Imagine suddenly hearing an unexpected loud noise in close proximity to your person. Perhaps it is a calm, quiet day and the silence is shattered by a dramatic boom. Whether you are intently focused on a specific task or instead enjoying some rest and relaxation, you are likely to be started by a sudden, deafening sound.
It is not only us as humans that are startled by sudden noise. The same reaction occurs in dogs, even those bred for hunting with generations before them of successful hunters. Although it may be expected that a dog with certain lineage would take to the sound of gunfire with no fuss, the fact of the matter is that introducing rabbit dogs to the sound of gunshots should be a gradual process. If rabbit dogs are not introduced in a proper manner, the end result could be a gun-shy dog that cost you a lot of money but is now too riddled with fear to hunt as intended.
In order to go about properly introducing rabbit dogs to potentially frightening noise, a good option is a suppressor. Though these are not freely available for purchase just anywhere, it is possible to secure one in most states. There is some additional cost as well as a background check associated with acquiring a suppressor, but this is time as well as money well spent. Once you've secured a suppressor, the process of introducing rabbit dogs to gunfire can begin.
Photo: Christopher Eger
To get started with the introduction, you first want to ensure your dog is at an appropriate age to handle the experience. Pups that are very young may not quite be ready for the experience and some do take longer to mature than others. The key thing to look for when making a timing determination is confidence. If your pup is generally more hesitant than curious, for example, some additional time to mature may be necessary. However, pups that carry themselves boldly are good candidates for a suppressed gunfire introduction.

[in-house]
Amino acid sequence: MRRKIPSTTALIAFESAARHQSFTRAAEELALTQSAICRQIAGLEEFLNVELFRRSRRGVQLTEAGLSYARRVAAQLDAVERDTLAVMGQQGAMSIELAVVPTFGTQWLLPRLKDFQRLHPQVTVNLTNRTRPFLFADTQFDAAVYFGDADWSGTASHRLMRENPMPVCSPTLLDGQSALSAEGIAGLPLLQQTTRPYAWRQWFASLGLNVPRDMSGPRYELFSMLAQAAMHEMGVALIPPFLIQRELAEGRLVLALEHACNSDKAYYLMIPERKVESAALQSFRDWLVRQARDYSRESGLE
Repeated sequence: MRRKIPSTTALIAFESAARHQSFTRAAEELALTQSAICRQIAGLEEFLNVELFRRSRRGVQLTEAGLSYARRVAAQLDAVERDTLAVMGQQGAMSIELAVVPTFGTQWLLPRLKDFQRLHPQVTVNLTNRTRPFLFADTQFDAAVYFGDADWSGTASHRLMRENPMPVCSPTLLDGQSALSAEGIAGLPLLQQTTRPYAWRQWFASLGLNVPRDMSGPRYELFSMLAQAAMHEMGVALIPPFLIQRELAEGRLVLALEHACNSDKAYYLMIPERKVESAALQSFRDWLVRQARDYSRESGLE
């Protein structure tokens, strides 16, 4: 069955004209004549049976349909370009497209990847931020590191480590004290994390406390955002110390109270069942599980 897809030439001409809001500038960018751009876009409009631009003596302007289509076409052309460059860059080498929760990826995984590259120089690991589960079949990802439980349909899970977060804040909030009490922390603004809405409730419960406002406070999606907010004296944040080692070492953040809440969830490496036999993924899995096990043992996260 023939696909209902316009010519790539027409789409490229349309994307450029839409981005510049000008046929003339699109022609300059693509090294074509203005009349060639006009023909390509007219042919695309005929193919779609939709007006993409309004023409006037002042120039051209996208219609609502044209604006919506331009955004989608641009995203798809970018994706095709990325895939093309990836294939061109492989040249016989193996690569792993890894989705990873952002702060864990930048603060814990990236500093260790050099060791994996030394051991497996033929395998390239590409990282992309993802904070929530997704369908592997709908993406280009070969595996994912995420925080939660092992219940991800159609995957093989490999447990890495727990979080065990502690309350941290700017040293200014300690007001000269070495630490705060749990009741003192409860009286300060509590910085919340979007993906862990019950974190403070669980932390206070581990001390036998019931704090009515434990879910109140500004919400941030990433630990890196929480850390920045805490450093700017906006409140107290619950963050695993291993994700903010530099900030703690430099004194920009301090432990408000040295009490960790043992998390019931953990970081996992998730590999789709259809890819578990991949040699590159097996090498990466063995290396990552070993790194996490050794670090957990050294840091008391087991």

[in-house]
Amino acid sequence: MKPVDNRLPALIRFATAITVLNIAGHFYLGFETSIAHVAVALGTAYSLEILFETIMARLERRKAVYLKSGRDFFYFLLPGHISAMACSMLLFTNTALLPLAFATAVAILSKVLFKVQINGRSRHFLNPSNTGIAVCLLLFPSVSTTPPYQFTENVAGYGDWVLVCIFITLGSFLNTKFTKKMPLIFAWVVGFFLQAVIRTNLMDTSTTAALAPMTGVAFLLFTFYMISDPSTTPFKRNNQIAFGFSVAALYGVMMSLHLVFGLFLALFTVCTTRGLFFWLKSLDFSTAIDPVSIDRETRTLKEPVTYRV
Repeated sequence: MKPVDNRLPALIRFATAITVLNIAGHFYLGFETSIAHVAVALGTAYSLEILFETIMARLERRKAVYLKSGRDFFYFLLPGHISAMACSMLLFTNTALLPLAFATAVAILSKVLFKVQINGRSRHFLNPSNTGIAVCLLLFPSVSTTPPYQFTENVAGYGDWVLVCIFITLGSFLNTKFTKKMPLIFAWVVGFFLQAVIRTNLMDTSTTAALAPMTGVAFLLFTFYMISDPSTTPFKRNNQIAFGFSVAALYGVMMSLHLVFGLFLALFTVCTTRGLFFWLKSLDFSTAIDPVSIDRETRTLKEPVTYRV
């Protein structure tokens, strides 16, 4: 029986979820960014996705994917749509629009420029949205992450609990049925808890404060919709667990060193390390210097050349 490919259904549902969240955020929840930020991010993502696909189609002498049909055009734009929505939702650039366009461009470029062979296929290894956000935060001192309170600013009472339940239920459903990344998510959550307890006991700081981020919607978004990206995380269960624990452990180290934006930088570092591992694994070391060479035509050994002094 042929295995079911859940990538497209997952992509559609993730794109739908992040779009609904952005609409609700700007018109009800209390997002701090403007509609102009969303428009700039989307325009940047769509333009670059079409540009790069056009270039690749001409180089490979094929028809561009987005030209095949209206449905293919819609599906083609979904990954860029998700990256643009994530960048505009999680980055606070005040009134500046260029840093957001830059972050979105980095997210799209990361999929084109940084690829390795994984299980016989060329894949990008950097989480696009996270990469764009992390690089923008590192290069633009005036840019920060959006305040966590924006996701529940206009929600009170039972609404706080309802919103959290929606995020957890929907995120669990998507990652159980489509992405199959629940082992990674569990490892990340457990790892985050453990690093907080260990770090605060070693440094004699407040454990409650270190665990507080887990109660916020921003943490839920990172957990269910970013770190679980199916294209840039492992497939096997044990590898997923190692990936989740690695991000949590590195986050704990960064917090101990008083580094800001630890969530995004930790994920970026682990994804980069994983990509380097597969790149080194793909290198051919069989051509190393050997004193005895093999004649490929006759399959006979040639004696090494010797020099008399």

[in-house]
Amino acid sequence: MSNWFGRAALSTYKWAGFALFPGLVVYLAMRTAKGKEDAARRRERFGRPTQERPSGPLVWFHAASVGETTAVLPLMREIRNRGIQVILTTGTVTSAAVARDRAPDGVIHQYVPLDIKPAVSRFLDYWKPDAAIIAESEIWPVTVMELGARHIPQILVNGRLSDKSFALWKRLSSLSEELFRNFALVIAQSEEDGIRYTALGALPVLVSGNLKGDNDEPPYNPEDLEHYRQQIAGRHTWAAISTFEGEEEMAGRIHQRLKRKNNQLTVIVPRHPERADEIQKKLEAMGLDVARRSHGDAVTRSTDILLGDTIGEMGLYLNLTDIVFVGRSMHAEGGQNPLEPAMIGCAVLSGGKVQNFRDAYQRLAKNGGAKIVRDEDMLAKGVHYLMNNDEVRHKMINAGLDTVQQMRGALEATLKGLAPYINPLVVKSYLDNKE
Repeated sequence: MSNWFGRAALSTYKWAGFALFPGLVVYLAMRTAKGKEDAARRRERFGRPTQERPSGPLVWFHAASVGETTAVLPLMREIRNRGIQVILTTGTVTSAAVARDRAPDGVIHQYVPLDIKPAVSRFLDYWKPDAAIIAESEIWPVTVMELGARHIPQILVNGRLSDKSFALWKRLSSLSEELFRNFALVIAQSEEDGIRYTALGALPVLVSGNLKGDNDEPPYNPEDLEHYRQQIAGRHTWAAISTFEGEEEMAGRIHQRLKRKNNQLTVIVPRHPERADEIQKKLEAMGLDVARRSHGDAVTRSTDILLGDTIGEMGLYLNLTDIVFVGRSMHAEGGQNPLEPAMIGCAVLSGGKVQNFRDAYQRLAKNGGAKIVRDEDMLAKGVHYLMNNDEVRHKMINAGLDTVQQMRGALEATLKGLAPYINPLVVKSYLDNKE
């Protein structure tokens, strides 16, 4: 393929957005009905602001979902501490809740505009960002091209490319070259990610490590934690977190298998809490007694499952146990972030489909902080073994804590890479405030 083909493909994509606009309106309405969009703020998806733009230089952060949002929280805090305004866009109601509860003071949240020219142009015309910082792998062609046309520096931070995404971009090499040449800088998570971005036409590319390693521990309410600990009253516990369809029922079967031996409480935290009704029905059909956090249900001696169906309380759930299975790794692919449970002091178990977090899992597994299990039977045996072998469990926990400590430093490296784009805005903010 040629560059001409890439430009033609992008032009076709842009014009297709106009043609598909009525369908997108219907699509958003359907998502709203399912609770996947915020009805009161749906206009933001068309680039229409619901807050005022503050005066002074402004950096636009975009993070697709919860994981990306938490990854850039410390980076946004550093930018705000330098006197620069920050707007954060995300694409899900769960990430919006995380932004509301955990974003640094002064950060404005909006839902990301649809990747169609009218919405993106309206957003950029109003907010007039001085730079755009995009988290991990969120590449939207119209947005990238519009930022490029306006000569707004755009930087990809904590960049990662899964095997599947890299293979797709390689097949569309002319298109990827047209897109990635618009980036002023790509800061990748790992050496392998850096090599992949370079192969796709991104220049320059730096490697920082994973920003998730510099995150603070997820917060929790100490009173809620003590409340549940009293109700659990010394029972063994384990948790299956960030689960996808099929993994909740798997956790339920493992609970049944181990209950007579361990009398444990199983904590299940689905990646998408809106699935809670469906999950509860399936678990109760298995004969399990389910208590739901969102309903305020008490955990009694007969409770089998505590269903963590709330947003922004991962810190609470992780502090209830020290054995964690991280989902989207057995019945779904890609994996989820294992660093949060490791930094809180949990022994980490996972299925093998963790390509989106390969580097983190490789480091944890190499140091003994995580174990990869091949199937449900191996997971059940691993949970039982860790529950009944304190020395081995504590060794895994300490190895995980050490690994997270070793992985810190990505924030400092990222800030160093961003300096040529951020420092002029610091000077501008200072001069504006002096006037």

Once your pup is mature enough to handle the experience, you want to establish a protected area to ensure he/she is going to be and remain safe at all times. This means keeping him/her behind the firing line and out from under your own feet so no accidents can occur. You may wish to have a buddy holding the pup on a leash so that person can simultaneously keep the pup safe as well as provide positive reinforcement at the same time. Although it is possible to confine dogs to a crate, the nature of being confined while loud noises are present can actually make for a more stressful situation, so avoiding crate confinement is best.
Since dog training works best on a payment plan of sorts, be sure to have some form of payment on hand as a reward for your dog. If your pup prefers treats, the payment should be treats. If he/she has a favorite ball, then use the ball. After firing a shot and getting the reaction you desire, which ultimately will be no reaction at all, be sure to offer that reward and lots of praise. Remember, too, that dogs will feed off of your energy, so try to remain calm and don't get too anxious even though you are anticipating how your pup might react.
By using a suppressor, you are able to minimize the level of sound to which your rabbit dogs are exposed. This makes it less scary and/or startling and gives dogs a change to chance to acclimate to sound gradually as you work from a quieter firearm to a louder one and eventually the one you will use in the field hunting rabbit. By taking it slow and doing this in a controlled environment, it is possible to give dogs a much more solid training foundation and tolerance of gunfire than if you simply took them into the field and fired at full sound the first time out. Making it a progressive process through the use of a suppressor will help eliminate a gun-shy dog down the road, giving you a hunting buddy you can rely on for life, such as the pup in the video below.
Is suppressor training a part of the work you do with new pups? Do you plan to incorporate it in the future? Let us know in the comments.